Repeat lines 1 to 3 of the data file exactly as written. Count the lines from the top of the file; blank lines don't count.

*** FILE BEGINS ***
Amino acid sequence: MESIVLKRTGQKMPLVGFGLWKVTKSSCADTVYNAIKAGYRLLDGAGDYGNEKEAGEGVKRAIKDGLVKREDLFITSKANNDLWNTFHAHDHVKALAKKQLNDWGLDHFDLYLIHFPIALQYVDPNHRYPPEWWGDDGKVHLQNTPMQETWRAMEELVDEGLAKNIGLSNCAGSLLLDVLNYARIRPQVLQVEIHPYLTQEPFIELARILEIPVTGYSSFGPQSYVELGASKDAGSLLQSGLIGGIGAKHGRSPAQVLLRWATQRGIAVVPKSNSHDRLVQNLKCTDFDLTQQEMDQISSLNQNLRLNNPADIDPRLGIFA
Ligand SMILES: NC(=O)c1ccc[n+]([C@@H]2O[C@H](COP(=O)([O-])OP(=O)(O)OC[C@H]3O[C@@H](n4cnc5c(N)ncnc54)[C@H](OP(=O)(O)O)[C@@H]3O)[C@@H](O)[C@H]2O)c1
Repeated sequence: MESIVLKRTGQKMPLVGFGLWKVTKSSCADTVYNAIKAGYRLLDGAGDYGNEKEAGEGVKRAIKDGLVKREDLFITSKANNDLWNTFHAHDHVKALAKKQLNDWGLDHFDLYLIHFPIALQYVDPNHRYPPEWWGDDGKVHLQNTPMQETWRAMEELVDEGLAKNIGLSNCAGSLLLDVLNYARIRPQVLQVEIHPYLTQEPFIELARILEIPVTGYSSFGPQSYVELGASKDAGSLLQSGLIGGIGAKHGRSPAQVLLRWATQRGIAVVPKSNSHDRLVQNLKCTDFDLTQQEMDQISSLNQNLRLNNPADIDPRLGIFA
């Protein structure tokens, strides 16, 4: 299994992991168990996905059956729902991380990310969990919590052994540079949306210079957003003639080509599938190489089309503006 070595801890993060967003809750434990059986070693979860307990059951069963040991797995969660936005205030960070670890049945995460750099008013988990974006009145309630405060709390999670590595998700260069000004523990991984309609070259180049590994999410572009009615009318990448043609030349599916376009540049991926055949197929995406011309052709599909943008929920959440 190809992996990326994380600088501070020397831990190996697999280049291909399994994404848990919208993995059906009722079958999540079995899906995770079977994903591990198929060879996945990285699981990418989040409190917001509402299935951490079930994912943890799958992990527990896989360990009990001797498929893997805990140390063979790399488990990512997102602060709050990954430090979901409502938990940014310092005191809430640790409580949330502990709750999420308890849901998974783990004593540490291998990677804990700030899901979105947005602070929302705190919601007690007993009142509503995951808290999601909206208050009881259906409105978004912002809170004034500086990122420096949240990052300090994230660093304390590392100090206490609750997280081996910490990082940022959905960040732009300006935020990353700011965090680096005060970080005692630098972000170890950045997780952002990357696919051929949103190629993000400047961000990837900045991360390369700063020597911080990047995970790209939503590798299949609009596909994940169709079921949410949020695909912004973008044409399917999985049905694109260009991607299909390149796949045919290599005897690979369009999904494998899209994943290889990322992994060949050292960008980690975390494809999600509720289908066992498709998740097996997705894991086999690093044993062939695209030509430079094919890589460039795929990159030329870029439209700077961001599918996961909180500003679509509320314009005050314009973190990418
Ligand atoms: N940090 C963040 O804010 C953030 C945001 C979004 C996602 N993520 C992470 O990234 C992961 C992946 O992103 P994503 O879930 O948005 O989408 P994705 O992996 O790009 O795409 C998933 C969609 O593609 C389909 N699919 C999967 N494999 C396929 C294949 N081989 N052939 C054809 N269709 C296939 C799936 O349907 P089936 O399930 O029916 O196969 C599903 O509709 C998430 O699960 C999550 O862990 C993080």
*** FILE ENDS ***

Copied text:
Amino acid sequence: MESIVLKRTGQKMPLVGFGLWKVTKSSCADTVYNAIKAGYRLLDGAGDYGNEKEAGEGVKRAIKDGLVKREDLFITSKANNDLWNTFHAHDHVKALAKKQLNDWGLDHFDLYLIHFPIALQYVDPNHRYPPEWWGDDGKVHLQNTPMQETWRAMEELVDEGLAKNIGLSNCAGSLLLDVLNYARIRPQVLQVEIHPYLTQEPFIELARILEIPVTGYSSFGPQSYVELGASKDAGSLLQSGLIGGIGAKHGRSPAQVLLRWATQRGIAVVPKSNSHDRLVQNLKCTDFDLTQQEMDQISSLNQNLRLNNPADIDPRLGIFA
Ligand SMILES: NC(=O)c1ccc[n+]([C@@H]2O[C@H](COP(=O)([O-])OP(=O)(O)OC[C@H]3O[C@@H](n4cnc5c(N)ncnc54)[C@H](OP(=O)(O)O)[C@@H]3O)[C@@H](O)[C@H]2O)c1
Repeated sequence: MESIVLKRTGQKMPLVGFGLWKVTKSSCADTVYNAIKAGYRLLDGAGDYGNEKEAGEGVKRAIKDGLVKREDLFITSKANNDLWNTFHAHDHVKALAKKQLNDWGLDHFDLYLIHFPIALQYVDPNHRYPPEWWGDDGKVHLQNTPMQETWRAMEELVDEGLAKNIGLSNCAGSLLLDVLNYARIRPQVLQVEIHPYLTQEPFIELARILEIPVTGYSSFGPQSYVELGASKDAGSLLQSGLIGGIGAKHGRSPAQVLLRWATQRGIAVVPKSNSHDRLVQNLKCTDFDLTQQEMDQISSLNQNLRLNNPADIDPRLGIFA